St Andrews is a popular spot for both tourists and international students. Easily accessible on a day trip from Edinburgh, the drive takes around one and a half hours, or just over two on public transport. Direct buses are available in both directions. The main high street is a mix of chain stores, independent shops and charity shops. The whole town has a laid back vibe to it, like a small hamlet, despite being one of the biggest tourist draws in Scotland.
For the first time in my life I have no life plan, and the thought of that is paralysing me with fear. I keep telling myself that when I get a graduate job, or when my love life fixes itself or when my money issues fix themselves I’ll be happy. If only I had this. Whereas in reality nothing will fix itself unless I fix it – although there are some things which are out with my control.
I have only had two jobs in my life – one in a fast food restaurant and one at a national newspaper. Today I officially became redundant from the newspaper. I spent a year doing NC Media – more of a farce than anything. I learned radio, television (video editing) and writing. I then spent two years completing an HND in journalism. It was two year of ups and downs including a tutor who despised me and the fact that there’s a good chance the stress of your class resulted in one tutors early death.
Muck Rack makes it simple to find people, tweets, or articles that mention any name, keyword, company, hashtag etc. We've compiled this guide to help you make the most of your search.
Selecting a term
Start searching tweets, articles from media outlets, articles mentioned in tweets, journalists'
names, titles and bios with some suggested searches:
Companies or Topics (e.g. iPhone, Microsoft)
Phrases (e.g. "cloud computing") — use quotes to keep the terms together
Twitter handles (e.g. @username) — returns those who have mentioned or replied to
Names (e.g. "David Pogue")
Hashtags (e.g. #sxsw, #london2012)
Bio details (e.g. vegan, Olympics, father)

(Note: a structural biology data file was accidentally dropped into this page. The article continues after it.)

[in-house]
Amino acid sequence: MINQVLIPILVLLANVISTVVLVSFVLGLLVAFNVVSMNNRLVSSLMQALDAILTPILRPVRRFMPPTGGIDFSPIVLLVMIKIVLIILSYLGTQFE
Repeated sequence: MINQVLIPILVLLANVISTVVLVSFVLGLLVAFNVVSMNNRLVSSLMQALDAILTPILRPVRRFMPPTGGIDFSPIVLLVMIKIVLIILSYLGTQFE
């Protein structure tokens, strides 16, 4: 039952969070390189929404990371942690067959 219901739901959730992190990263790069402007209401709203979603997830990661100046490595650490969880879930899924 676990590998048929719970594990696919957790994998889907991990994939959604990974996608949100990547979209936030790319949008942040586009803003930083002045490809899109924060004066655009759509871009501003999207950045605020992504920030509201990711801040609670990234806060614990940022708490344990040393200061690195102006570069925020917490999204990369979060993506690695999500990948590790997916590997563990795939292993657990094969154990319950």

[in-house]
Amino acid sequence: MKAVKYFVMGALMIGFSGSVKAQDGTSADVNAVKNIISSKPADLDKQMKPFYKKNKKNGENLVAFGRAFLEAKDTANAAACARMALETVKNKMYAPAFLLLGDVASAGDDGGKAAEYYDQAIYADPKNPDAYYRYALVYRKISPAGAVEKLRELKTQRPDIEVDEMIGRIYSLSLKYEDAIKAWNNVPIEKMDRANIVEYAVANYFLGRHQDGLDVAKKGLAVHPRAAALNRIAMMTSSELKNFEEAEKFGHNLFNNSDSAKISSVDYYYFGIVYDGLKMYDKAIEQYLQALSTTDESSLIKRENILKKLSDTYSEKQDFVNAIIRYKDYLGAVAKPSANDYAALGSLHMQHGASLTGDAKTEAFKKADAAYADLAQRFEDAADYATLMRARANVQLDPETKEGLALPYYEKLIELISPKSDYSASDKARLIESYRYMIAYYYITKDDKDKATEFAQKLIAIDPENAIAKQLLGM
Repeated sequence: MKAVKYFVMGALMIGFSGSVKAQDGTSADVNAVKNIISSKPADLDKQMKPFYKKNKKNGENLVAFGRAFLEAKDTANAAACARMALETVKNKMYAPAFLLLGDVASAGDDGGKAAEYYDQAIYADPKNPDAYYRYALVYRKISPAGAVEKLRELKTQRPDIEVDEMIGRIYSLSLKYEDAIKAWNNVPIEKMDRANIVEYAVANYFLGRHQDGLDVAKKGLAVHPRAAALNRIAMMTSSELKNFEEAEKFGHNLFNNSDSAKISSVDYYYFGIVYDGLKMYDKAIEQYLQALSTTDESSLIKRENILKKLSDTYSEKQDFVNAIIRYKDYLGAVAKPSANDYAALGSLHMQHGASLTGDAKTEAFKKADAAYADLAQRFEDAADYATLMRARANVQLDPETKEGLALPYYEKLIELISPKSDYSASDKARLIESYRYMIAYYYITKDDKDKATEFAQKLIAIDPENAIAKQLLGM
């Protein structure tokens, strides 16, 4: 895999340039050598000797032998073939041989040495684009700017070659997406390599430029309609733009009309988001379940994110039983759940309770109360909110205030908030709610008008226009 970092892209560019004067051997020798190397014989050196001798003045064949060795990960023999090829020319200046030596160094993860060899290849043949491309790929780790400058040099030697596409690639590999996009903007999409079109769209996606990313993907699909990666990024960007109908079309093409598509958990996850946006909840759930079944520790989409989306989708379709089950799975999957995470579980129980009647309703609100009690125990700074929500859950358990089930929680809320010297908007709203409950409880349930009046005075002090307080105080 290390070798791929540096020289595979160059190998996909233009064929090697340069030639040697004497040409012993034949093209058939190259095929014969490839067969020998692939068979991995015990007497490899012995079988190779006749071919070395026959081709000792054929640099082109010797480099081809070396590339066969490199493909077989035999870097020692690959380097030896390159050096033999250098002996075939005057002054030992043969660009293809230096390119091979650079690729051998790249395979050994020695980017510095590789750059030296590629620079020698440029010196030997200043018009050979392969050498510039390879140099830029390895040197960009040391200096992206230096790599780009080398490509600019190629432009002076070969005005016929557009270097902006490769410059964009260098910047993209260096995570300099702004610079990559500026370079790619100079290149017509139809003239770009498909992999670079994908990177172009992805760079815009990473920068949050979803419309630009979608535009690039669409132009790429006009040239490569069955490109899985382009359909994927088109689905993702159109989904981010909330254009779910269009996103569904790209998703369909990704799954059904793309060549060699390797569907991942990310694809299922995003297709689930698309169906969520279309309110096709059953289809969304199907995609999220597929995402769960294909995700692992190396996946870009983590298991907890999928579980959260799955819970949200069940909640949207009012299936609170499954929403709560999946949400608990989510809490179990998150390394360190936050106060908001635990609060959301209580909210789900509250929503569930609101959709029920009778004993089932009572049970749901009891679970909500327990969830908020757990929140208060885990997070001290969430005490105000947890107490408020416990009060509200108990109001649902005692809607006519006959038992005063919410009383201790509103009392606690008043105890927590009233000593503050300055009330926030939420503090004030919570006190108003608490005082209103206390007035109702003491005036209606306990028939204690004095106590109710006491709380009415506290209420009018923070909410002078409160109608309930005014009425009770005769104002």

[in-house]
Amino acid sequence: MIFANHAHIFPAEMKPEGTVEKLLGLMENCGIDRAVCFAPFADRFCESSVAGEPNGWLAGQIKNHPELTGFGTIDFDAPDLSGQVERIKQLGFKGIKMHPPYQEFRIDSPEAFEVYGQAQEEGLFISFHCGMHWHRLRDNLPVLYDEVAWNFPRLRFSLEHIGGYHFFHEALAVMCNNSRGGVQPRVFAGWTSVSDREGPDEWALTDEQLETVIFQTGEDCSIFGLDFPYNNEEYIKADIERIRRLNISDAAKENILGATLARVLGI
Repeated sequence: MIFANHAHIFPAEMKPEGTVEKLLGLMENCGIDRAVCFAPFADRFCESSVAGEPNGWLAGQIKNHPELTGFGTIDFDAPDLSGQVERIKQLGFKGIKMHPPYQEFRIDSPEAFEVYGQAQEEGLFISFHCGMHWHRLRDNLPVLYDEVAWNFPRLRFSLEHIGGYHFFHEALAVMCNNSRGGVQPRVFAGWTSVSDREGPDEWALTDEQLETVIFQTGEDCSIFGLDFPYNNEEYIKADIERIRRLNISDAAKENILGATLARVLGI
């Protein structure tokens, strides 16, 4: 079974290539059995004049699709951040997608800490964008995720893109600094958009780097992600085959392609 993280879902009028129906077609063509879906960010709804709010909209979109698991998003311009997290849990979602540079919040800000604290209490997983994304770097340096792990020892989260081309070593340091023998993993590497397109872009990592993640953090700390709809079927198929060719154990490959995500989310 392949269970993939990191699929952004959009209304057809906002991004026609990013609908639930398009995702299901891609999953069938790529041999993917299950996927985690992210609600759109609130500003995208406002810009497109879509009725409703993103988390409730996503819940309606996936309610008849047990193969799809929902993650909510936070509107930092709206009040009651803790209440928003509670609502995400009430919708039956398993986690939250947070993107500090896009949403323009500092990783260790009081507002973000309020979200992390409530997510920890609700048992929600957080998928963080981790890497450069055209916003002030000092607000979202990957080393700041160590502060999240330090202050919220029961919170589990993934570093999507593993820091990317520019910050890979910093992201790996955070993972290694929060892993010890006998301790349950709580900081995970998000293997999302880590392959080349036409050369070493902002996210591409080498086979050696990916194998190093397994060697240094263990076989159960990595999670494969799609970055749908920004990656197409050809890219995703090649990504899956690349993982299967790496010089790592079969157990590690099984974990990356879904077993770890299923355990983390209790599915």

Muck Rack's Advanced Search allows for many boolean operators.
Find results that mention multiple specified terms, use AND or
+. For example, ensure each result contains both Elon Musk and Mark Zuckerberg by
searching Obama AND Romney or Obama + Romney.
Use the operators OR or , to broaden your search when you'd like either of
multiple terms to appear in results. (This is the default behavior of our search when no operators
are used.) For example, search for democrat OR republican to find results that refer to
Democrats and/or Republicans.
Use NOT or - to subtract results from your search. For
example, searching Disney will yield results about the Walt Disney Company as well as Walt Disney
World Resort. To exclude mentions of Disney World, search for Disney -World or Disney
When using one of these operators with a phrase, enclose it in quotation marks. For example, you can
find results about smartphones excluding Apple's iPhone 4S by searching smartphone -"iPhone
Exact case matching or punctuation
If you're searching for a brand name or keyword that relies on specific punctuation marks or capitalization, you can
find results that match your exact query by adding matchcase: before the keyword you're searching for, like matchcase:E*TRADE .
Use parentheses to separate multiple
boolean phrases. For example, to find journalists talking about having fun in Disney World or
Disneyland, search for ("disney world" OR disneyland) AND fun.
An asterisk can be used to search for any variation of a root word truncated by the asterisk. For example, searching for admin* will return results for administrator, administration, administer, administered, etc.
A near operator is an AND operator where you can control the distance between the words. You can vary the distance the near operation uses by adding a forward slash and number (between 0-99) such as strawberries NEAR/10 "whipped cream", which means the strawberries must exist within 10 words of "whipped cream".